'For years I had been looking for a house where George and I could live. Eventually I found a place that seemed to combine all we wished for. It would be impossible to imagine a more attractive site for a home ...We decided to call our home... Elsamere'. These are the words of Joy Adamson to describe the place they made their home and today part of their appreciation can be experienced on an outing to Elsamere.
The Elsamere Museum is a small part of the whole experience of Elsamere but is nonetheless a fascinating insight into the lives of the Adamsons and their work in relocating animals back to the wild. Their love for wildlife and their home is evident - and enjoying what is generally known to be the best high tea in Kenya will add a great deal to visitors' enjoyment of the experience.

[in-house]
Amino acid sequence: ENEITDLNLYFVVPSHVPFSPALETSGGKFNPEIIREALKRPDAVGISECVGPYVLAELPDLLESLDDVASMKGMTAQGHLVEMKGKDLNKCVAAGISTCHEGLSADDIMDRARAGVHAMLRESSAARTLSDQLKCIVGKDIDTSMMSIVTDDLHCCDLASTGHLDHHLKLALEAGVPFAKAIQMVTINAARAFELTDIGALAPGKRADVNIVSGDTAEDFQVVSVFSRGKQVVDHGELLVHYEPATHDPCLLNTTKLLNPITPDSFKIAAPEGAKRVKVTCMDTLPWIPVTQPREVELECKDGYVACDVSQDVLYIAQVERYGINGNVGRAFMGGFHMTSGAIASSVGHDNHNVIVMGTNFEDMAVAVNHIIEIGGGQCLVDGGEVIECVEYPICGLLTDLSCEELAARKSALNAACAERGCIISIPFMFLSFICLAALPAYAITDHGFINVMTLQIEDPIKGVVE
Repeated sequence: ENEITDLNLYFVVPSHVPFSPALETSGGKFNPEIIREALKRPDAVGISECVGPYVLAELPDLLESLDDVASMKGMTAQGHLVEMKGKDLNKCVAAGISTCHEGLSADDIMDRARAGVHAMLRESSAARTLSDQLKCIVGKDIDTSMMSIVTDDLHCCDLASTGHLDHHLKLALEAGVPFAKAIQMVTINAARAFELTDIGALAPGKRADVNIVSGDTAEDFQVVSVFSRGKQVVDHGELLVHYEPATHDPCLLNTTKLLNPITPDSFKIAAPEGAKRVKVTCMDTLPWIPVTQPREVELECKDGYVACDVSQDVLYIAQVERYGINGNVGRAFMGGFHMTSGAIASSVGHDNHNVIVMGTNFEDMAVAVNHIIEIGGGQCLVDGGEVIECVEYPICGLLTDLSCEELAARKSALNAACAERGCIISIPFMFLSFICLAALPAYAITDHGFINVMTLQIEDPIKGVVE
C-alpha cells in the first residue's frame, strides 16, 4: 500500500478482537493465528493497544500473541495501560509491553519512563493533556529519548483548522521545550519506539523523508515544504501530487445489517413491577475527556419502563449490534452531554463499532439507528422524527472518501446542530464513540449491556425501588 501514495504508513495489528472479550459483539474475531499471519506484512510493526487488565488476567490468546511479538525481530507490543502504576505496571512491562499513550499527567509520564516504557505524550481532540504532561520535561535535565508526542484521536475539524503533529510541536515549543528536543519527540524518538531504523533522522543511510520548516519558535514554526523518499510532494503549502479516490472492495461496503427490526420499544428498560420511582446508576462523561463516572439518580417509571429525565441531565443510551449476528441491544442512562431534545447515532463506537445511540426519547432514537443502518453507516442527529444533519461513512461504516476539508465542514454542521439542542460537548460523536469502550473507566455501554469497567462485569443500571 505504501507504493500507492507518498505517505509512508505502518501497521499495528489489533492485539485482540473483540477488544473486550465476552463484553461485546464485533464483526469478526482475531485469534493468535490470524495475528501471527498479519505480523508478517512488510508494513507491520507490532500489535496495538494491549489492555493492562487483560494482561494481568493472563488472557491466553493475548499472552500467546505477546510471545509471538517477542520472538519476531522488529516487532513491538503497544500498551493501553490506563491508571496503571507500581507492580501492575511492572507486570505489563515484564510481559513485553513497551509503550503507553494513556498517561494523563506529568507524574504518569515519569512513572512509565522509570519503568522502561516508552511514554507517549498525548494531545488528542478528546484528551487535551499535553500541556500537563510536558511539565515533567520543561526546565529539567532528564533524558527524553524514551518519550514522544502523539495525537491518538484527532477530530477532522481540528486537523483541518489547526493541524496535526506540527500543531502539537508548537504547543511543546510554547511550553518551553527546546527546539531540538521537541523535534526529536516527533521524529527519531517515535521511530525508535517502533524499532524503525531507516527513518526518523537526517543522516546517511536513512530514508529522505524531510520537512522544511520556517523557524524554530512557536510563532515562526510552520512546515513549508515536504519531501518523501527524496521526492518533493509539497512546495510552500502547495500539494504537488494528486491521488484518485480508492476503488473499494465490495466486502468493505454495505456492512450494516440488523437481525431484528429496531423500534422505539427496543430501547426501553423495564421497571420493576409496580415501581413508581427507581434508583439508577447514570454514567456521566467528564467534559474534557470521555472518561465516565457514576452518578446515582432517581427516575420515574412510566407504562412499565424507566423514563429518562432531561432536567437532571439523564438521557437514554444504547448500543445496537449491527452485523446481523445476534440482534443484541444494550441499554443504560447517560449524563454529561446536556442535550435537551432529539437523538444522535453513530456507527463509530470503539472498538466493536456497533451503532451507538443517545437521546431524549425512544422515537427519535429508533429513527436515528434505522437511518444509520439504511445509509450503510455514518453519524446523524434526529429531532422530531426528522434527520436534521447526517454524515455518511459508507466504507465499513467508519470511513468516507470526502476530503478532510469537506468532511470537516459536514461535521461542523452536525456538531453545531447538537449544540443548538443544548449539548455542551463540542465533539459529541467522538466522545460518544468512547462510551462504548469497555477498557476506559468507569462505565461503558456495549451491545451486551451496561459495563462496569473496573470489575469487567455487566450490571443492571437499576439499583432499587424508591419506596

Even in today's world of dramatized animal interactions, and feel-good documentaries the story of Elsa the Lioness stands out as a classic. Books and movies have celebrated Elsa and the Adamsons' and many consider it to be the greatest true animal story of all time.
George and Joy Adamson established the Elsa Wild Animal Appeal which became the Elsa Conservation Trust in the early 1960's, a concept that was way ahead of its time. Today the trust still operates from Elsamere, the life-long commitment to wildlife still the driving force.
Fame followed the Adamson's, and with it the money, but the couple were not interested in material values, instead ploughing all the financial rewards into the trust - and into other conservation projects such as the creation of parks, including Meru, Samburu, Shaba, Kora and Hell's Gate.